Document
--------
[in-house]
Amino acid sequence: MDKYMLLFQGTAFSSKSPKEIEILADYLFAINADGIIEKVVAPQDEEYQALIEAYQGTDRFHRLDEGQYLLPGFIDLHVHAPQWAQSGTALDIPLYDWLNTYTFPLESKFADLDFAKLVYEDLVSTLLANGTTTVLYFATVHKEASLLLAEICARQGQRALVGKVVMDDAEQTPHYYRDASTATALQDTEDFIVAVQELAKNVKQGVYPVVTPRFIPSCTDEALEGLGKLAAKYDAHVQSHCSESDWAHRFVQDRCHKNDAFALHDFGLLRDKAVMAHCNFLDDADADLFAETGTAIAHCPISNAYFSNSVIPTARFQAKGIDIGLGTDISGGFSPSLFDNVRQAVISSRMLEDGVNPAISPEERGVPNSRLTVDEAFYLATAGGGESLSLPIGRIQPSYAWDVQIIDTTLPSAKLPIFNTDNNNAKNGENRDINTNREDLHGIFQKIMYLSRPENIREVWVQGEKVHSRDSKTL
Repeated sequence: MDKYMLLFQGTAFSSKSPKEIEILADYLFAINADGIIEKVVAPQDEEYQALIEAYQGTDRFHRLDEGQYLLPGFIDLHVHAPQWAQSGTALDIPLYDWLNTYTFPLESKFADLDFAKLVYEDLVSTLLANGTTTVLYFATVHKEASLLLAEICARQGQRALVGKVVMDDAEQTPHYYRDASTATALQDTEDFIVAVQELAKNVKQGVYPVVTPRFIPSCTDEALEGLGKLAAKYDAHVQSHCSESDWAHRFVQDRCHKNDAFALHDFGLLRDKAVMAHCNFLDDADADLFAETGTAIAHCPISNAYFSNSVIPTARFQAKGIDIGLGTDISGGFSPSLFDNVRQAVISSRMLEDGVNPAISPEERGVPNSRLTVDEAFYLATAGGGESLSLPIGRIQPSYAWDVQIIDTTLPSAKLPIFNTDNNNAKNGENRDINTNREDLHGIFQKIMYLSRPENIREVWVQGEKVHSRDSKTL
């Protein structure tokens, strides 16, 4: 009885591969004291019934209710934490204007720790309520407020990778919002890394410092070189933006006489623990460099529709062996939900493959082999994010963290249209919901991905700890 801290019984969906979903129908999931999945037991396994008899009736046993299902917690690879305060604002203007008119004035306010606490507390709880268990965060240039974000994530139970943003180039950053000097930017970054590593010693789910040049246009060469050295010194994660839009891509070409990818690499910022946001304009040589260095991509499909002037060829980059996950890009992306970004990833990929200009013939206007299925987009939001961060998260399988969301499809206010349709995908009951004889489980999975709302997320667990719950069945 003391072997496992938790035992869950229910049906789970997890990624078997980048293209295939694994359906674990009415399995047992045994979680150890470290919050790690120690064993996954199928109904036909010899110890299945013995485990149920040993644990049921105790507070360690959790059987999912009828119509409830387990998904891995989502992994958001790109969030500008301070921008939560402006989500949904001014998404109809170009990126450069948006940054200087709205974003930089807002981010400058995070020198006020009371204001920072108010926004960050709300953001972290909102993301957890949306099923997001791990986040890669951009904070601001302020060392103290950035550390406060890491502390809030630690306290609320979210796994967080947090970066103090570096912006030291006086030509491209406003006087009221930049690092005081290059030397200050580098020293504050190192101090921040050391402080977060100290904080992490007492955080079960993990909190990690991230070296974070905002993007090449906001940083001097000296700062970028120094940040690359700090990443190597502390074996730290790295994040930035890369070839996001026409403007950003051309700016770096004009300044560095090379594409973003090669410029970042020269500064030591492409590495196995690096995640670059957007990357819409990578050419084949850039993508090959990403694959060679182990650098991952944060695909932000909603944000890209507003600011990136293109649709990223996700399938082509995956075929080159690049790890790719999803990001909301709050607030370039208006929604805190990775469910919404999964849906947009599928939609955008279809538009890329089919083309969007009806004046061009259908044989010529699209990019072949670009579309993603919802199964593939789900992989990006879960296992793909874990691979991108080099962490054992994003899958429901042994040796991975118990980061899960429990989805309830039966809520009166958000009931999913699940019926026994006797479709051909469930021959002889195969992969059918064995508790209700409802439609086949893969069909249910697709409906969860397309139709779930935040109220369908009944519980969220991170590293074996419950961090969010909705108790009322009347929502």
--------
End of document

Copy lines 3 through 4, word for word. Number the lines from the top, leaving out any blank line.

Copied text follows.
Repeated sequence: MDKYMLLFQGTAFSSKSPKEIEILADYLFAINADGIIEKVVAPQDEEYQALIEAYQGTDRFHRLDEGQYLLPGFIDLHVHAPQWAQSGTALDIPLYDWLNTYTFPLESKFADLDFAKLVYEDLVSTLLANGTTTVLYFATVHKEASLLLAEICARQGQRALVGKVVMDDAEQTPHYYRDASTATALQDTEDFIVAVQELAKNVKQGVYPVVTPRFIPSCTDEALEGLGKLAAKYDAHVQSHCSESDWAHRFVQDRCHKNDAFALHDFGLLRDKAVMAHCNFLDDADADLFAETGTAIAHCPISNAYFSNSVIPTARFQAKGIDIGLGTDISGGFSPSLFDNVRQAVISSRMLEDGVNPAISPEERGVPNSRLTVDEAFYLATAGGGESLSLPIGRIQPSYAWDVQIIDTTLPSAKLPIFNTDNNNAKNGENRDINTNREDLHGIFQKIMYLSRPENIREVWVQGEKVHSRDSKTL
């Protein structure tokens, strides 16, 4: 009885591969004291019934209710934490204007720790309520407020990778919002890394410092070189933006006489623990460099529709062996939900493959082999994010963290249209919901991905700890 801290019984969906979903129908999931999945037991396994008899009736046993299902917690690879305060604002203007008119004035306010606490507390709880268990965060240039974000994530139970943003180039950053000097930017970054590593010693789910040049246009060469050295010194994660839009891509070409990818690499910022946001304009040589260095991509499909002037060829980059996950890009992306970004990833990929200009013939206007299925987009939001961060998260399988969301499809206010349709995908009951004889489980999975709302997320667990719950069945 003391072997496992938790035992869950229910049906789970997890990624078997980048293209295939694994359906674990009415399995047992045994979680150890470290919050790690120690064993996954199928109904036909010899110890299945013995485990149920040993644990049921105790507070360690959790059987999912009828119509409830387990998904891995989502992994958001790109969030500008301070921008939560402006989500949904001014998404109809170009990126450069948006940054200087709205974003930089807002981010400058995070020198006020009371204001920072108010926004960050709300953001972290909102993301957890949306099923997001791990986040890669951009904070601001302020060392103290950035550390406060890491502390809030630690306290609320979210796994967080947090970066103090570096912006030291006086030509491209406003006087009221930049690092005081290059030397200050580098020293504050190192101090921040050391402080977060100290904080992490007492955080079960993990909190990690991230070296974070905002993007090449906001940083001097000296700062970028120094940040690359700090990443190597502390074996730290790295994040930035890369070839996001026409403007950003051309700016770096004009300044560095090379594409973003090669410029970042020269500064030591492409590495196995690096995640670059957007990357819409990578050419084949850039993508090959990403694959060679182990650098991952944060695909932000909603944000890209507003600011990136293109649709990223996700399938082509995956075929080159690049790890790719999803990001909301709050607030370039208006929604805190990775469910919404999964849906947009599928939609955008279809538009890329089919083309969007009806004046061009259908044989010529699209990019072949670009579309993603919802199964593939789900992989990006879960296992793909874990691979991108080099962490054992994003899958429901042994040796991975118990980061899960429990989805309830039966809520009166958000009931999913699940019926026994006797479709051909469930021959002889195969992969059918064995508790209700409802439609086949893969069909249910697709409906969860397309139709779930935040109220369908009944519980969220991170590293074996419950961090969010909705108790009322009347929502």